Feels like home

We’ve grown to love Chiang Mai. We love the neighborhood we’d randomly picked online, and we love our wonderful host at Wayside Guesthouse. We have favorite cafés and restaurants, a temple down the street we visit nearly every day, a routine of market visits depending on the day. We’ve introduced ourselves to the local cats. When we walk down the street vendors greet us like friends.

After nearly six weeks in Thailand it’s time to apply for a visa extension. There are two options for this, one being a return to the immigration office near the airport, and the other going to a new office in one of the big fancy malls. We’re always up for a mall visit wherever we go, mostly to patronize some of the western food emporia that have infiltrated most countries. Auntie Annie’s, Baskin-Robbins, here we come.

Jackie, our guesthouse host, helped us print and copy the paperwork for the extension and despite a brief hitch because one of the printouts cut off essential info, we were on our way in about 45 minutes, with 30 more days to spend in this wonderful country. The charge was about $55 each. The cost of visas and extensions is something we need to budget for now. Of the countries we visited by boat we rarely paid anything for entry, and usually were granted 90 days on entry, sometimes longer.

Business done, it was time to explore the mall. There are three modern malls in Chiang Mai and this is our favorite. It’s got the biggest Uniqlo we’ve ever seen plus Marks & Spencer, H&M, and all the usual international brands you can imagine. We rarely buy anything but we both enjoy windowshopping. There’s also an indoor version of the ubiquitous street market where you can indulge in any of the foods you normally see in a night market. We still don’t know what half of it is, but the market is always busy.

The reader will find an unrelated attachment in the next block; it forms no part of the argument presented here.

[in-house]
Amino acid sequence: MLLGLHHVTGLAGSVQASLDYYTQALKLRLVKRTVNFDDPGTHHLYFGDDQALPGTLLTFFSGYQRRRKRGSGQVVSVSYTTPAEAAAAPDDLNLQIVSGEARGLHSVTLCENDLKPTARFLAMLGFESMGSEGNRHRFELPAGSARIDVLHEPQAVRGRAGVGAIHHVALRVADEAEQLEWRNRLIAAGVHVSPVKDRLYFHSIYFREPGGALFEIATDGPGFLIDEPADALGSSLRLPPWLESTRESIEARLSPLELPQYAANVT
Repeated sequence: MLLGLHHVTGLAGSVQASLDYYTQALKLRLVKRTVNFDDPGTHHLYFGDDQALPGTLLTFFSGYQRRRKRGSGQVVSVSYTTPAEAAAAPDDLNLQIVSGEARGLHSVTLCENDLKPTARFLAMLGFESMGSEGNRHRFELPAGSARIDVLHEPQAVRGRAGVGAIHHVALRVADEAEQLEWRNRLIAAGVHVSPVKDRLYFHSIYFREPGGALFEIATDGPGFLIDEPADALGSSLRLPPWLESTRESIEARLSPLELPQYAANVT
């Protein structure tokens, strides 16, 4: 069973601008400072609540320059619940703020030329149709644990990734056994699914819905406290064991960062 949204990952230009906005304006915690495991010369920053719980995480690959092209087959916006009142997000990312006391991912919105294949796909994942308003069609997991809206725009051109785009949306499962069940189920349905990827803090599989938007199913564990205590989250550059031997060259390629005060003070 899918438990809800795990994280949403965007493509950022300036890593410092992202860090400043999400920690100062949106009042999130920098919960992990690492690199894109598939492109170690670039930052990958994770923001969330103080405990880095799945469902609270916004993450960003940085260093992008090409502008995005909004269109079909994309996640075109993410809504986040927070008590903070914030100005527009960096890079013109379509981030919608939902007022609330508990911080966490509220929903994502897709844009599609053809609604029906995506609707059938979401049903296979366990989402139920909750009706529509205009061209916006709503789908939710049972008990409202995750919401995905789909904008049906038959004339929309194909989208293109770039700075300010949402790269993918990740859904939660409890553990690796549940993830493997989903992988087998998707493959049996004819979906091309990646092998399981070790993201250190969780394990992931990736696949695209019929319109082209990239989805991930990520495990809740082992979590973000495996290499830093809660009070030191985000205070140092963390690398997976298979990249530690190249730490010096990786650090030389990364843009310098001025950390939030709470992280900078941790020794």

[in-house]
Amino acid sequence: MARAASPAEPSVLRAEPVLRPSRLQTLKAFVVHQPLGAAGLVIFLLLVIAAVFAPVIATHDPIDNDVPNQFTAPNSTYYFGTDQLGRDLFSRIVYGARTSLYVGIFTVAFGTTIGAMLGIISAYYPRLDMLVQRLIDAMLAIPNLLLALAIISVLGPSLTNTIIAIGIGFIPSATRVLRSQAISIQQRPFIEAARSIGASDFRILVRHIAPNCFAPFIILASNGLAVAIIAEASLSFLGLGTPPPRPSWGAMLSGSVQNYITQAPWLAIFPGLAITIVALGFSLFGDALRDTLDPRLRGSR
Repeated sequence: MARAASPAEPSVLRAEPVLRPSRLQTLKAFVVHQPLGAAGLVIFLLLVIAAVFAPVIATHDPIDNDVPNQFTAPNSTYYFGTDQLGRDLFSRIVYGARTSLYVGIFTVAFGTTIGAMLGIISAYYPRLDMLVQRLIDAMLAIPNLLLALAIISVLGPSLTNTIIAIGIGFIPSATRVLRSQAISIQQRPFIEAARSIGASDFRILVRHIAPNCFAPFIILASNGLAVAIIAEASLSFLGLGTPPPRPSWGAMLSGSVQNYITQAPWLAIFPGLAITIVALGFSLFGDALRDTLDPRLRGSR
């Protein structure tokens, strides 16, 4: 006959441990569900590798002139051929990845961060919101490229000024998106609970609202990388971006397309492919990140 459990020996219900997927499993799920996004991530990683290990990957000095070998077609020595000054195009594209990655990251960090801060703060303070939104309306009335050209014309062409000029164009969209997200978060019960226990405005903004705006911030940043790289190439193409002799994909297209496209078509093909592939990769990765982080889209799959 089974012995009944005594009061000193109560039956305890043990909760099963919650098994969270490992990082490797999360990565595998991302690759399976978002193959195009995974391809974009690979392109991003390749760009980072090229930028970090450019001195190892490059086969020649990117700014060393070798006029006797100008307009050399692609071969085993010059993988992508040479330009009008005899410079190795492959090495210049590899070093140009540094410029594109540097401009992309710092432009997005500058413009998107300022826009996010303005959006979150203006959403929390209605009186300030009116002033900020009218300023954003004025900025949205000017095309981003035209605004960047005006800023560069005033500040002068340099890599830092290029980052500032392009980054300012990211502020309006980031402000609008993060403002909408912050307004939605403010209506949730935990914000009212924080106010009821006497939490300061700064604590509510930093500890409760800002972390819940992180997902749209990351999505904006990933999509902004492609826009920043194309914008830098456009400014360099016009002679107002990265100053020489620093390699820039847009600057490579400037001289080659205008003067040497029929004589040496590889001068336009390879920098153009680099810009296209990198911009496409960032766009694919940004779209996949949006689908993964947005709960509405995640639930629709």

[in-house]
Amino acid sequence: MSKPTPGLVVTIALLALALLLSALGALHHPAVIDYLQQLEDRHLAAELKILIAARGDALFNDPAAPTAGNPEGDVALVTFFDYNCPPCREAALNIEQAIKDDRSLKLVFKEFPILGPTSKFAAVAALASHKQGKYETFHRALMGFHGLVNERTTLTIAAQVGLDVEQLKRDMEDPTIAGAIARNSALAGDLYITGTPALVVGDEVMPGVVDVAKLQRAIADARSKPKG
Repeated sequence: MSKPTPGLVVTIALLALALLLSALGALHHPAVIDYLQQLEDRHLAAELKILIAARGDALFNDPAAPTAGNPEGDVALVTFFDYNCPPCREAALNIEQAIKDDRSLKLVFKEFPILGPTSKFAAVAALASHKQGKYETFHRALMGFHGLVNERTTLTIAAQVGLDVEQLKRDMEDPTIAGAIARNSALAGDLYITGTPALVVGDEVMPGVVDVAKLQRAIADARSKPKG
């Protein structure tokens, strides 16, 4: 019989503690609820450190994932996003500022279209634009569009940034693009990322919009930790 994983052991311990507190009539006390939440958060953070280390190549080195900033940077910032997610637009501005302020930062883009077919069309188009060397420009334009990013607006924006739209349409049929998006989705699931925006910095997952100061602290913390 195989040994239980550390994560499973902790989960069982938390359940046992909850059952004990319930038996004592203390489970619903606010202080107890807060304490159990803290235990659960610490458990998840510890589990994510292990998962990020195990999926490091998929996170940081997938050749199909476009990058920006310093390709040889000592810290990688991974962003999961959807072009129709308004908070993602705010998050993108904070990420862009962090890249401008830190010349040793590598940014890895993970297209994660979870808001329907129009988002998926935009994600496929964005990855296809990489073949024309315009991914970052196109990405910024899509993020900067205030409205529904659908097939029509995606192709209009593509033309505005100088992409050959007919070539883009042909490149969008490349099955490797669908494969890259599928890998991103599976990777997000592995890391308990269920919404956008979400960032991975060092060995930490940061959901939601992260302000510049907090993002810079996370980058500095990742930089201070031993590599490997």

I’m a sucker for stationery stores, and this one had me walking up and down every aisle, inhaling the smell of paper, examining the craft supplies. I don’t need any of this stuff but I had to touch everything nonetheless. Jack waited outside.

We were lured by the sound of a musical instrument that we initially took to be recorded but as we got closer we found this woman playing a guzheng, a 21-string Chinese instrument similar to a harp. I failed to capture a video, but it was beautiful and she’s obviously a master.

We don’t think of ourselves as tourists but rather travelers who plunk ourselves in a place and enjoy whatever comes at us. On our wanders around town we always read the tour offerings to see what people on a schedule come here for. Most of it doesn’t appeal to us. Bus tours are almost always nixed as I have an aversion to being herded and we generally manage to make our way to places of interest on our own. One place we haven’t visited yet is Doi Suthep, a large temple complex high on a hill overlooking Chiang Mai. “High on a hill” are the right words to entice Jack, who never turns down an opportunity to reach the top of anything.

Instead of a tour or a series of local buses, we took an inexpensive ride-hail car to the base of the hill where we faced the 309 steps to the top.

The temple is magnificent and there’s lots to look at.

But the real reason for us to come was the sweeping view of Chiang Mai. Even with the haze it was nice to see it from this perspective.

We soaked in the view for a long time, then wisely took the funicular down the mountain to save our knees.

And then, being the Schulzes, we ended our excursion at a café. Chiang Mai delivers.

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